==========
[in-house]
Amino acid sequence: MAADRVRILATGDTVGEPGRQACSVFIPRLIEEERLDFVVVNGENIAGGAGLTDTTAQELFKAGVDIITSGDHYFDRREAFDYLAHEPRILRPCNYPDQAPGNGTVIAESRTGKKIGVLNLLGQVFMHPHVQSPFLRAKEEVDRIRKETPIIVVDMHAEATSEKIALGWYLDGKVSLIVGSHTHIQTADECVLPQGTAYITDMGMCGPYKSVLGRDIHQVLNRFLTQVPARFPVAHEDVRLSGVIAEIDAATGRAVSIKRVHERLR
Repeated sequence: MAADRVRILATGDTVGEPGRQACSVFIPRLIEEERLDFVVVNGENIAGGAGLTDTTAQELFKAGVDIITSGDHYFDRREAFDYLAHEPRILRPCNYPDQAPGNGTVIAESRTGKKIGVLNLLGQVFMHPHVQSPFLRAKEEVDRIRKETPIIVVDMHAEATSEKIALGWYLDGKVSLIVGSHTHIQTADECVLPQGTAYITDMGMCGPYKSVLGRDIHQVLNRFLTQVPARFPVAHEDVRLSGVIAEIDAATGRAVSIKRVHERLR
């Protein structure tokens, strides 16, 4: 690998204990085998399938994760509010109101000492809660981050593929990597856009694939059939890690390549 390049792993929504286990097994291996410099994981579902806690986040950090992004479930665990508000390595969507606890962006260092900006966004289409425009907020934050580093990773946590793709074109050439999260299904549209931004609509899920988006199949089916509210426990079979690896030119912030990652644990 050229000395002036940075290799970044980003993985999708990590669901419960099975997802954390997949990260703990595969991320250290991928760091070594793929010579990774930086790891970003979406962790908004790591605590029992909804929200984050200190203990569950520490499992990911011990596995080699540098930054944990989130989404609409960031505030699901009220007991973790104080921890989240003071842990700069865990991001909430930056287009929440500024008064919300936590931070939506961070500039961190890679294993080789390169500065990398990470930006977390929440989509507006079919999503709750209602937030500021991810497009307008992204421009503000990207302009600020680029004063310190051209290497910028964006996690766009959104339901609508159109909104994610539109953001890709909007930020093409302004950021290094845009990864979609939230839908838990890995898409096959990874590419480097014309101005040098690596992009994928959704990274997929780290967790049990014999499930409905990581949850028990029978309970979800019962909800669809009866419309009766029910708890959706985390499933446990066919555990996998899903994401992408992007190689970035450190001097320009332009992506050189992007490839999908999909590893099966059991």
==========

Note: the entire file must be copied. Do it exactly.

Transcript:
[in-house]
Amino acid sequence: MAADRVRILATGDTVGEPGRQACSVFIPRLIEEERLDFVVVNGENIAGGAGLTDTTAQELFKAGVDIITSGDHYFDRREAFDYLAHEPRILRPCNYPDQAPGNGTVIAESRTGKKIGVLNLLGQVFMHPHVQSPFLRAKEEVDRIRKETPIIVVDMHAEATSEKIALGWYLDGKVSLIVGSHTHIQTADECVLPQGTAYITDMGMCGPYKSVLGRDIHQVLNRFLTQVPARFPVAHEDVRLSGVIAEIDAATGRAVSIKRVHERLR
Repeated sequence: MAADRVRILATGDTVGEPGRQACSVFIPRLIEEERLDFVVVNGENIAGGAGLTDTTAQELFKAGVDIITSGDHYFDRREAFDYLAHEPRILRPCNYPDQAPGNGTVIAESRTGKKIGVLNLLGQVFMHPHVQSPFLRAKEEVDRIRKETPIIVVDMHAEATSEKIALGWYLDGKVSLIVGSHTHIQTADECVLPQGTAYITDMGMCGPYKSVLGRDIHQVLNRFLTQVPARFPVAHEDVRLSGVIAEIDAATGRAVSIKRVHERLR
């Protein structure tokens, strides 16, 4: 690998204990085998399938994760509010109101000492809660981050593929990597856009694939059939890690390549 390049792993929504286990097994291996410099994981579902806690986040950090992004479930665990508000390595969507606890962006260092900006966004289409425009907020934050580093990773946590793709074109050439999260299904549209931004609509899920988006199949089916509210426990079979690896030119912030990652644990 050229000395002036940075290799970044980003993985999708990590669901419960099975997802954390997949990260703990595969991320250290991928760091070594793929010579990774930086790891970003979406962790908004790591605590029992909804929200984050200190203990569950520490499992990911011990596995080699540098930054944990989130989404609409960031505030699901009220007991973790104080921890989240003071842990700069865990991001909430930056287009929440500024008064919300936590931070939506961070500039961190890679294993080789390169500065990398990470930006977390929440989509507006079919999503709750209602937030500021991810497009307008992204421009503000990207302009600020680029004063310190051209290497910028964006996690766009959104339901609508159109909104994610539109953001890709909007930020093409302004950021290094845009990864979609939230839908838990890995898409096959990874590419480097014309101005040098690596992009994928959704990274997929780290967790049990014999499930409905990581949850028990029978309970979800019962909800669809009866419309009766029910708890959706985390499933446990066919555990996998899903994401992408992007190689970035450190001097320009332009992506050189992007490839999908999909590893099966059991």